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We walked down the narrow staircase to another steel door. This one was equipped with a servo-driven spring-loaded bar. Some security person upstairs had to acknowledge our presence through a camera and microphone interaction, and it was their action that powered back the bar.
“This is it,” she said. The door opened.
We were looking into a large room, thirty yards square, with a big structural pillar in the middle that no doubt concealed a skyscraper girder. There was an outer ledge at our level surrounding a carpeted pit full of workstations, little desks with laptops staffed by demons. The whole pit area was fenced off with a cordon like the velvet lines they use for queues in movie theaters, except that each of the brass poles supported a prominent pentacle, and the purple cordon ropes were worked with intricate runes in silvery thread.
A dozen demons were variously standing, sitting, or perching at their workstations in the central pit. Originally summoned into inanimate bodies made out of clay, metal, plastic, or whatever, some of the demons had altered their forms over time. Not to the point of looking like proper living beings, though, not even semi-human ones like Barbatos. These things were halfway between piles of trash and people.
The nearest demon glanced our way as Sakashvili opened the door. Its body had originally been a life-sized artist’s mannequin, a wooden object with articulated joints allowing the model to be posed as an anatomical drawing reference. But the demon had been altering its body. Flesh mixed with wood, now. The original mannequin structure was still visible, but a clumsy face had formed where a blank had once been; it was more like a sketch of a face than a real thing. I didn’t know if it used the hollow pits of its eyes to see or not, but a moment after the thing inclined its head upward towards us, it flinched violently and hunched back down over its laptop. Around the room other monstrosities behaved similarly, pretending they were entirely focused on their computer screens, deliberately not paying us any attention at all.
It might have been a pathetic scene, these hapless slaves crafted into shambling semblances of humanity and forced into servitude by a rich, evil corporation, but I knew from long experience that infernals just weren’t deserving of that kind of consideration. It wasn’t just being inhuman. Their fundamentally unnatural existence in our world was creepy, sure, but it was their pervasive malice that really made me hate them. Low level infernals were stupid; apart from their magical talents, they were just thugs. The higher-ups were villains and fiends. So maybe they weren’t properly demons at all, not fallen angels or rebels against some divinity, just monsters from some alien plane of existence, but the name fit.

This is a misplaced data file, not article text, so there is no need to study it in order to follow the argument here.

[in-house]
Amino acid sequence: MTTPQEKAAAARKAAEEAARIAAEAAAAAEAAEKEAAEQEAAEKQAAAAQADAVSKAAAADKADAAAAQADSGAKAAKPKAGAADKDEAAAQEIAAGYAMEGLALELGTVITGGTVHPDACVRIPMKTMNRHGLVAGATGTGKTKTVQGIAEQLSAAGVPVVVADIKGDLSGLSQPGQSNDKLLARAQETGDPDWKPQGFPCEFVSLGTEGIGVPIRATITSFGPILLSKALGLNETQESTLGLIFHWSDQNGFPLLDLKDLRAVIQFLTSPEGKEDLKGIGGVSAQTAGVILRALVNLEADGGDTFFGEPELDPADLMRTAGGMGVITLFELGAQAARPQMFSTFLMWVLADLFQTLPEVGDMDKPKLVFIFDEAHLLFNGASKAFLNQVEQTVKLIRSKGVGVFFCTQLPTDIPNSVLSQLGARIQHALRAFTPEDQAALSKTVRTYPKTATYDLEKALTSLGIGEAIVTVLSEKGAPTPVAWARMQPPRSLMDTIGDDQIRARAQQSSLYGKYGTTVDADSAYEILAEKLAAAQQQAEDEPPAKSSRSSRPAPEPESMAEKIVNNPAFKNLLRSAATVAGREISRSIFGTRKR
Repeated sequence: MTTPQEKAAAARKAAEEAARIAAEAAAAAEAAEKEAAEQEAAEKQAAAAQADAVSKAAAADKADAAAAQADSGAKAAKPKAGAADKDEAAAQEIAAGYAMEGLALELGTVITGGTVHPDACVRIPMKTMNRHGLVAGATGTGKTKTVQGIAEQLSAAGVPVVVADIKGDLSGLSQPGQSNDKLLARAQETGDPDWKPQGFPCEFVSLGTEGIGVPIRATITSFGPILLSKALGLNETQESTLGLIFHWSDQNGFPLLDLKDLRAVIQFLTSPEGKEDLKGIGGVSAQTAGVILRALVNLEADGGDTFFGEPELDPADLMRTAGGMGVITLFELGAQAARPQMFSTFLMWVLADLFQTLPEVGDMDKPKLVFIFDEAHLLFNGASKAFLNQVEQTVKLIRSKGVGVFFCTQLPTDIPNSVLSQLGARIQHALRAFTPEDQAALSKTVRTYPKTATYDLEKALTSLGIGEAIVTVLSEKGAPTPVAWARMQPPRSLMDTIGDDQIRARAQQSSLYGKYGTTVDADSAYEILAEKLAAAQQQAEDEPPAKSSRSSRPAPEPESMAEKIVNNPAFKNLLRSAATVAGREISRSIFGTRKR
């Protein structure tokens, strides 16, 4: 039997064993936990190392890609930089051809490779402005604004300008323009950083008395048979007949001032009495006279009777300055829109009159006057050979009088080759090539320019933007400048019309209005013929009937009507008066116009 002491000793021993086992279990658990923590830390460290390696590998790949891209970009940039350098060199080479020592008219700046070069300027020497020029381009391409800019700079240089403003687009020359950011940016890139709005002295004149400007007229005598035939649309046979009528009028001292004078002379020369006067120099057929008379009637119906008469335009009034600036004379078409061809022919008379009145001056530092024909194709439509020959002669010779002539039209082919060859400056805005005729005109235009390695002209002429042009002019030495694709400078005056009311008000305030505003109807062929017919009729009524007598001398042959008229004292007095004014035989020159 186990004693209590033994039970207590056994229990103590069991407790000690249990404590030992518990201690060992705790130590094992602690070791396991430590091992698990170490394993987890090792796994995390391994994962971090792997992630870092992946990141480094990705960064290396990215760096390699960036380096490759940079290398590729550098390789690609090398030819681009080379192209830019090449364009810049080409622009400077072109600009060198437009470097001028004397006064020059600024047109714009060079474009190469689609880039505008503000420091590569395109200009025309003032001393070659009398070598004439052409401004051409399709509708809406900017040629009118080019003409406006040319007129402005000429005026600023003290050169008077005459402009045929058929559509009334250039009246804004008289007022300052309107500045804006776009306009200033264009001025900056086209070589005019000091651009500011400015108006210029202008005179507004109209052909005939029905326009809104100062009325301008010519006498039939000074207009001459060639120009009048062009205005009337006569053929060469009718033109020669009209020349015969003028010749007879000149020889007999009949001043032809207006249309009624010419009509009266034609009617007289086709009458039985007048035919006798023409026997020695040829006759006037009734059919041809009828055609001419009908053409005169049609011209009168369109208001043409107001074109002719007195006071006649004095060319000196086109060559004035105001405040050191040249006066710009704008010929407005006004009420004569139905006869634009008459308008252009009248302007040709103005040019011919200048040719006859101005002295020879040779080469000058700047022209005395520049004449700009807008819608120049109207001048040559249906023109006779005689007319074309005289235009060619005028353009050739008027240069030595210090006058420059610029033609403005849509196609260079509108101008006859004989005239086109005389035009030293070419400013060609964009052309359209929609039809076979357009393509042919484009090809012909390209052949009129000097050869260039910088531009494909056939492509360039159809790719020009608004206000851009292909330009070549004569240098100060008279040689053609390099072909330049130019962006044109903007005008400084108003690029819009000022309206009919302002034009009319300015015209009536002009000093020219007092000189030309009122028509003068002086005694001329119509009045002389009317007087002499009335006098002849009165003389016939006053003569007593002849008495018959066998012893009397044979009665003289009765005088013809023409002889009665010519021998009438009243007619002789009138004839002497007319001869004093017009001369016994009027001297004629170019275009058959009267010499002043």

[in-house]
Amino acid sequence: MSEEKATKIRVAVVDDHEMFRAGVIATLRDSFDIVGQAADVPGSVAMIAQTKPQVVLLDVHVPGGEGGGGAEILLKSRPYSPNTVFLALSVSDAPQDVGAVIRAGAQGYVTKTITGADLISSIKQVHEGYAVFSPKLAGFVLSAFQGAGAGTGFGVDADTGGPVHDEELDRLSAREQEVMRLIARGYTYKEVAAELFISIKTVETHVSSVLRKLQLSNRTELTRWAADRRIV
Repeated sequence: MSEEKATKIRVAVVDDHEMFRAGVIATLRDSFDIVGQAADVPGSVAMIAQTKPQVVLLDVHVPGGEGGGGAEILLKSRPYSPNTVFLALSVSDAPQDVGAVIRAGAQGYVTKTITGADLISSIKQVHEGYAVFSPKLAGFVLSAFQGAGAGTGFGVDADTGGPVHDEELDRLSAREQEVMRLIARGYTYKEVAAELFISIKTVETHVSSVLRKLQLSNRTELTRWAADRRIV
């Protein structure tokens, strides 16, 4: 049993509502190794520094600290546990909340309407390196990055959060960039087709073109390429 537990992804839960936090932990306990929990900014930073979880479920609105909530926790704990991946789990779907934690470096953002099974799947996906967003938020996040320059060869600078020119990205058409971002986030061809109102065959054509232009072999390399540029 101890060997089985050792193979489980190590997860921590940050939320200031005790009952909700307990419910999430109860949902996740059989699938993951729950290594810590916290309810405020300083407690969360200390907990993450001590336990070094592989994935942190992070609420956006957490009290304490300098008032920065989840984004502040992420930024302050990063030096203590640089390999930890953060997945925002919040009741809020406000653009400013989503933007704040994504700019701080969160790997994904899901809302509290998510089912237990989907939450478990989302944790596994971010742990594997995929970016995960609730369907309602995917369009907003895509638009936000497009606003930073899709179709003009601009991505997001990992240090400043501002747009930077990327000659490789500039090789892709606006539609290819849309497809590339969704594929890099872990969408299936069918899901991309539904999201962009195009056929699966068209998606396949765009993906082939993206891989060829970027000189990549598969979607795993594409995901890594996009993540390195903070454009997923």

“This is the only way in? What’re those?” I gestured at several doors around the sides of the room.
“Conference room,” she said, “summoning chamber, workshop for demon material assembly, and analyst quarters. No other exits.”
“I’m going to have to talk to them,” I said. “I assume they’re all under your control.”
“Yes, but…” Sakashvili seemed unhappy with the idea of my going down there.
“Listen,” I said, “you’ve got these things warded up the ass, and the physical security would make Tom Cruise cry. Power outage or no power outage. It’s obvious what happened here. Right? You do see it’s obvious to me, don’t you?”
Sakashvili stared at me for a moment. I wasn’t sure what was going on behind her eyes.
“I…I think you’re going way beyond your purview, Ms. Simeon. This has nothing to do with finding Barbatos.”
I took a step closer to her, and she flinched away from me.
“You’re wrong,” I said. “I shouldn’t even have to explain this, it’s so obvious. Someone must have helped your demon get out of here. If it wasn’t you, it was someone else high-level at Goldman Sachs who works with infernals. Some or all of these demons must have been here when Barbatos escaped, or was taken, or whatever happened to him. I assume your internal security people are all over this already, and you were just hoping I wouldn’t follow up on it for the Commission. But that’s not how it’s going to be. Because my reputation is at stake here if I ignore it.”
I left unsaid that finding out who the insider was would end their career and maybe their life, knowing the kind of control the Commission’s member firms liked to exert over magic in the city. That was obvious, too.
“Okay,” Sakashvili said after another pause, “so be it. I’m going to have to clear this with security. Hang on. Got to give them some passphrases.”
She stepped to the side, far enough to have some privacy from me, and started muttering into her phone. After a minute she put the phone away and returned to where I was waiting.
“I can give you fifteen minutes,” Sakashvili said. Then she walked to the top of the steps leading down into the work area, just behind the cordon.
“Listen up, people,” she called out, and all the various monstrosities working their laptops looked up, as if they hadn’t known she’d been there all this time.
“I invoke your bindings. Code Shemhamphorash. By Anaphexeton and in the name of Abrac Abeor I adjure you. Speak truthfully to my servant Nora Simeon and answer her questions. In the name of the Primemeuton. Selah.” Then she muttered to me, “Sorry about that servant thing, you know how it goes.”
I nodded to her. “May I?”
She unlinked the cordon rope barring access to the three steps down into the demons’ work area. It probably formed some kind of magical ward. “Be my guest.”
I have to admit I paused at the top of the stairs. I hated having to be anywhere near infernals, but I’d talked myself into being allowed down there. And the longer I waited, the more likely they’d think I was weak. You didn’t want to show weakness to demons, even when they were bound to serve you. So down I went. Into the pit.